dir: Lisa Joy
This flick is so terrible, releasing it during this current stage (of the endless stages) of the pandemic seems even more cruel. Weren’t we suffering in lockdown enough?
Reminiscence is terrible in ways that I thought science fiction flicks had stopped being around 15 years ago. It uses imagined technology to represent people’s memories, and sets the story some time in the future where climate change has swamped coastal cities, and the higher temperatures mean people sleep during the day and mostly work at night.
But then it has people wearing suits, natty hats and ties to make it look like the 1950s, and has people walking around during the day like it’s no big deal. And while, where this is mostly set in a Miami made to look like Venice, with canals and boats and such, other times to show the dreadful impact of anthropogenic climate change, they show streets that are just a bit wet, and old fossil fuel based cars driving around like… nothing has happened.
The protagonist is always wearing a long coat and tie, loosened, around his neck in presumably 50 degree temperatures. A woman he becomes obsessed with sings jazz songs in jazz clubs, like there are jazz clubs in the 2050s, probably thanks to the work Ryan Gosling did in La La Land saving the obscure art form from oblivion.
Like, jazz clubs, straight out of the past, still exist, in the future. I was surprised not to see chimney sweeps, shoeshine boys, newsagents or internet cafes.
It’s a very traditional noir / detective kind of story with a few sci fi elements, which is stuff that can work well even in these mishmashed misbegotten kinds of lazy stories. The first Sin City flick was the absolute embodiment of all of these noir clichés, and worked in ways this flick never comes close to.
The femme fatale literally wears red when she first walks into Nick’s office. Nick is played by Hugh Jackman, who in other flicks has given credible performances with believable motivations and personality. None of that is present here, at all. There’s a scene at the three quarter mark where something really “bad” happens, where he tries to emote a lot of emotion and I found myself laughing uncontrollably.
The femme fatale is played by Rebecca Ferguson, who would be great if she was playing a poorly programmed android, but she isn’t, she’s meant to be playing a human woman. I joke about this because the writer director of this monstrosity has worked on the recent tv series Westworld, which I have watched and which is also way better than anything in these wasted two hours.
Also great in Westworld is Thandiwe Newton, who plays Maeve there, a robot that transcends her programming, but plays someone with less autonomy here in this awful flick, as the character Watts. Though the flick is awful, Thandiwe is solid, putting in a much better performance than anyone else, thanklessly, because this stupid story squanders whatever is good in the flick.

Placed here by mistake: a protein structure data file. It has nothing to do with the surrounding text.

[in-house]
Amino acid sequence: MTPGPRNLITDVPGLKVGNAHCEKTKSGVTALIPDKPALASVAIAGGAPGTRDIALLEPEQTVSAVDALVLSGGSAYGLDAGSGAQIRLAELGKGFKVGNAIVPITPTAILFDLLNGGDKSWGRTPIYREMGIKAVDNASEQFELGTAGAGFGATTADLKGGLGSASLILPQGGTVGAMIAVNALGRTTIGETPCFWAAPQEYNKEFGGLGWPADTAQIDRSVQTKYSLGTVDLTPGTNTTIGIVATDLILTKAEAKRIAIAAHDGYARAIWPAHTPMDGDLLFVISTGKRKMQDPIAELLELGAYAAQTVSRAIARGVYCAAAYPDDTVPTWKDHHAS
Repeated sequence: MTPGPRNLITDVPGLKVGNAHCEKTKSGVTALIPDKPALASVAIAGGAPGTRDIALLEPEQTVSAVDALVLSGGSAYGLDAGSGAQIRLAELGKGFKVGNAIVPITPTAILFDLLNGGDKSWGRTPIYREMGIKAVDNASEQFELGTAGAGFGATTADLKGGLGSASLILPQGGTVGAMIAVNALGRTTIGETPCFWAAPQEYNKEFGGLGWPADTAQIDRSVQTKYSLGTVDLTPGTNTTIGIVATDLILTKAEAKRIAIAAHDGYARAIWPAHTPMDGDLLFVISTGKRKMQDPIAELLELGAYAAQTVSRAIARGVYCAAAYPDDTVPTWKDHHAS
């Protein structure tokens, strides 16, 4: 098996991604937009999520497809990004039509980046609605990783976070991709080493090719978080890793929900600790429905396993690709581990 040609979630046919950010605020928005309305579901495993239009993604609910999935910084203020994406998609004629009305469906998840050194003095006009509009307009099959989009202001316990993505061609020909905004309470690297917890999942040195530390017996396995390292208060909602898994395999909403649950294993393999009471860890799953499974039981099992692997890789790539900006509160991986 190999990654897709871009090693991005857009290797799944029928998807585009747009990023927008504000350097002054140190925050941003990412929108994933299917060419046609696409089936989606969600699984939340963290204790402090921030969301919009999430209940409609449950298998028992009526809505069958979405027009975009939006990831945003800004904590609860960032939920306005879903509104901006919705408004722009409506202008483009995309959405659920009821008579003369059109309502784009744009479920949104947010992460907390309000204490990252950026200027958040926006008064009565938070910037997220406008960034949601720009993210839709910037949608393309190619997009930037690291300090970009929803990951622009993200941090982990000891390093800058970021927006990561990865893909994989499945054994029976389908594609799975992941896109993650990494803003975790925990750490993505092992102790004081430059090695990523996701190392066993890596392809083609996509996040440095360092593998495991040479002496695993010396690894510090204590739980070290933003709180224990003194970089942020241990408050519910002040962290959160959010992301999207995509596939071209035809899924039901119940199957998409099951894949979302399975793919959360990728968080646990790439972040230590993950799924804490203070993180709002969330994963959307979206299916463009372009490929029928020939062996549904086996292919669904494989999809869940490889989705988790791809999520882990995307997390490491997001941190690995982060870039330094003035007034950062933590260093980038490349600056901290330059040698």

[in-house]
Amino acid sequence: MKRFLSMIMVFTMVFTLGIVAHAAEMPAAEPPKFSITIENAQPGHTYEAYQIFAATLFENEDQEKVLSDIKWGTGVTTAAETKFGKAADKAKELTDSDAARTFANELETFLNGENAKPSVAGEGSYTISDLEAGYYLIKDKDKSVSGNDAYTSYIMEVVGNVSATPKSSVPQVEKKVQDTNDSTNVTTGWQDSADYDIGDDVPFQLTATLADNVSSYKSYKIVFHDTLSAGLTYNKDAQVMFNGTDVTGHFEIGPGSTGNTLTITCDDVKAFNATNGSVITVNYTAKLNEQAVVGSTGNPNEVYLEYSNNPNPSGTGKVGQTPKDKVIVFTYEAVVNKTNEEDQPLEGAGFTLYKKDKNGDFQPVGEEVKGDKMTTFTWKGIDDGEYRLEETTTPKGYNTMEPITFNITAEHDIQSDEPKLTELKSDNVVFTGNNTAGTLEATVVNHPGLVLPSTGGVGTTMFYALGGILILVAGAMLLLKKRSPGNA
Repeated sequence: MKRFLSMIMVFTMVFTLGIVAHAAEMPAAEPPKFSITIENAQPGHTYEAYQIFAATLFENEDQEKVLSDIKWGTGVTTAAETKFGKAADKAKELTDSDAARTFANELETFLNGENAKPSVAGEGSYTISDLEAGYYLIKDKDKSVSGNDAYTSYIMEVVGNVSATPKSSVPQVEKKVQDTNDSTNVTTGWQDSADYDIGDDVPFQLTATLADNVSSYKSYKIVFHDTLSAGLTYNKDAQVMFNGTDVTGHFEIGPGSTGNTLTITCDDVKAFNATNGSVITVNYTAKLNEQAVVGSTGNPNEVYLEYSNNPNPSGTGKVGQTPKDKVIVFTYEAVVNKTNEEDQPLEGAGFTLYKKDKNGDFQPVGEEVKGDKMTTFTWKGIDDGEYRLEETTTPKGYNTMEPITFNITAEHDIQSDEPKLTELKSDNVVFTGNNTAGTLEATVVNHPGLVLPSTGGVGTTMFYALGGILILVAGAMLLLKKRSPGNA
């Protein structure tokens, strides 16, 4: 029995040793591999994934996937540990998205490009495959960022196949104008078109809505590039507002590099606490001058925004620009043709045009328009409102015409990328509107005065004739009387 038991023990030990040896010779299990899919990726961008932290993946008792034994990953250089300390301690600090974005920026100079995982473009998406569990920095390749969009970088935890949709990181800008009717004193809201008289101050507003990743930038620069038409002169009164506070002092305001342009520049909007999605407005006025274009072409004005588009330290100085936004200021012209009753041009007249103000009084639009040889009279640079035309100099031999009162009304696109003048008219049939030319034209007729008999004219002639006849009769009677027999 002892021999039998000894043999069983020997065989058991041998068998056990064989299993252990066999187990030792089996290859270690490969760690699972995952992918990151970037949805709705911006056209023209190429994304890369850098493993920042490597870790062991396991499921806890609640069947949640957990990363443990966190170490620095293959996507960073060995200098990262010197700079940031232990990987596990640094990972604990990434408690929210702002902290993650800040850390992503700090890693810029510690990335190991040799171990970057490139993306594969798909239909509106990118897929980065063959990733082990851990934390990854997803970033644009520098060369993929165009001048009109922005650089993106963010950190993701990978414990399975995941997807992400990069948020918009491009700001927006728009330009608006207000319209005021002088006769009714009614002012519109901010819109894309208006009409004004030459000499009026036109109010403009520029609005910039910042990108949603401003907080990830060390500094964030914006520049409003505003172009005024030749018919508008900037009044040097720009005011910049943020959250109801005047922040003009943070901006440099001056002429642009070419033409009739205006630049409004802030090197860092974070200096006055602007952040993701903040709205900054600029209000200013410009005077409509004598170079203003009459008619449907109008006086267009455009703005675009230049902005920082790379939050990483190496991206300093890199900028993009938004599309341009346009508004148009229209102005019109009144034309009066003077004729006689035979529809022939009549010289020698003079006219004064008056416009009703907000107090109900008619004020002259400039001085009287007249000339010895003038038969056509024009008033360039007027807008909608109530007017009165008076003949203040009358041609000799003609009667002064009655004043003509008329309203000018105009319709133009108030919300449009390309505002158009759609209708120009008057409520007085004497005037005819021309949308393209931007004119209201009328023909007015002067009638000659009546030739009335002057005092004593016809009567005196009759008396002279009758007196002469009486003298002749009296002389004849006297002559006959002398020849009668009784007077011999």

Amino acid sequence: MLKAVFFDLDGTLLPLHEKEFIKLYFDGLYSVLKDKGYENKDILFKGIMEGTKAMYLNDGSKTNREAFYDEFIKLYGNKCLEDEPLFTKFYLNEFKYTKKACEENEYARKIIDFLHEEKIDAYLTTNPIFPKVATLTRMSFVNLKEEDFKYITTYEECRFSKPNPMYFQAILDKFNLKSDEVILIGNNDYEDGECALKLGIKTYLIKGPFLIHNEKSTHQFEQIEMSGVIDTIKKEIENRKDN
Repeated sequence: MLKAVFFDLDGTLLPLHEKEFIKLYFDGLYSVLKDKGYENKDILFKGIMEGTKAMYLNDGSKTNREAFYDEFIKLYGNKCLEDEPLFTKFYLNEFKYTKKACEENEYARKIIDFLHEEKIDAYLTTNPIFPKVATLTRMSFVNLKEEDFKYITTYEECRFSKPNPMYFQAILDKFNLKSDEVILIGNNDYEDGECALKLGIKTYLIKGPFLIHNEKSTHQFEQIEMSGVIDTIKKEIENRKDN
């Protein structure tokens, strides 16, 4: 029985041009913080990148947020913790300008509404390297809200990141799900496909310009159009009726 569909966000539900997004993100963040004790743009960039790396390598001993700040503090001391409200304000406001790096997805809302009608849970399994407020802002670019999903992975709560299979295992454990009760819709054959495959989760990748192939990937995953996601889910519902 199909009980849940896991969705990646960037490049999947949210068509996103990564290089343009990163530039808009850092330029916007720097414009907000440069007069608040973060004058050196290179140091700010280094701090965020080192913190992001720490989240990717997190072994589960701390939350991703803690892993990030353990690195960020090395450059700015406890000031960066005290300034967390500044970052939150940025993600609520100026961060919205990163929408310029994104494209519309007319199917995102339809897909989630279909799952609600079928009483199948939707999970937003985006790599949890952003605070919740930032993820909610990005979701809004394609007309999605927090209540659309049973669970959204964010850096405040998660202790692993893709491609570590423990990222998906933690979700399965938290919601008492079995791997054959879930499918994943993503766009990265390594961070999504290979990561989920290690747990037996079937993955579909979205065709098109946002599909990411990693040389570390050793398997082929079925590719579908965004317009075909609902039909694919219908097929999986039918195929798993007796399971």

Nick and Watts run a business where people can come and relive their memories in a somewhat 3d holographic form (3d to them, not to us). Some people come just to relive a happier time in their lives to contrast the post-apocalyptic hellscape they live in now. Other than catastrophic climate change (yet everything goes on as ‘normal’, just with dated aesthetics), there were also wars recently, of which Nick and Watts are veterans. Watts is an alcoholic but keeps their weird business running, whereas I have no idea what they need Nick for.
Mostly they cater to the public, letting them be happy at a price, but also recording their happiest memories because… I dunno. It’s never made clear why customers would want Nick and Watts to have recordings of their intimate reminiscences that Nick puts away in a bank vault. The people who are repeat customers go there to get the memory-enhancing injection, put this tech on their heads, lie in a bath and relive their experiences. None of them go there to ‘watch’ the recording of their memories.
But then if this element didn’t happen, nothing else in this stupidly and pointlessly convoluted story would happen either.
Other than catering to the public’s desire to wallow in happier times, Nick & Watts also consult with a district attorney’s office, probing into the minds of crims for incriminating evidence of wrongdoing, which, just as an aside, even as a non-American observer, would be blatantly unconstitutional, since it goes against the right of self-incrimination, enshrined in the 5th amendment. But we can presume that after some wars with climate change refugees and probably, I dunno, supersoldiers created by mixing hydroxychloroquine and ivermectin, the Bill of Rights has been discarded for being the obviously socialist / communist crap that it is, so this becomes legal. It’s only ever used to further Nick’s obsession with a woman with whom he has zero chemistry who has disappeared.
When Mae sings, with her affectless voice, it reminds me of Lana Del Rey at her most bored and lifeless, but to Nick, who possibly has necrophiliac tendencies, this is the first of a thousand red flags that need to be ignored.
When she speaks it’s somehow even less expressive, even less life-like. I’m not sure what the relationship is based on, but whatever it is, it’s not really obvious to the audience. When she disappears, the rest of us might be like okay, well, that’s done at least, but Nick does that “I’m so obsessed” kind of grunt-acting whereby nothing else matters except for the thing the main jerk needs to do for the plot to keep rolling along, even if no-one else in the flick, and possibly the audience, wants it to keep going.
Nick can’t accept that special lady has gone away. Everyone says to him some variation on “the lady was bad news”, and then far worse stuff, which is completely unfair and sounds like it’s from 70 years ago. But he persists, for no reason. But this consists of sifting through his own memories and watching her again on a loop.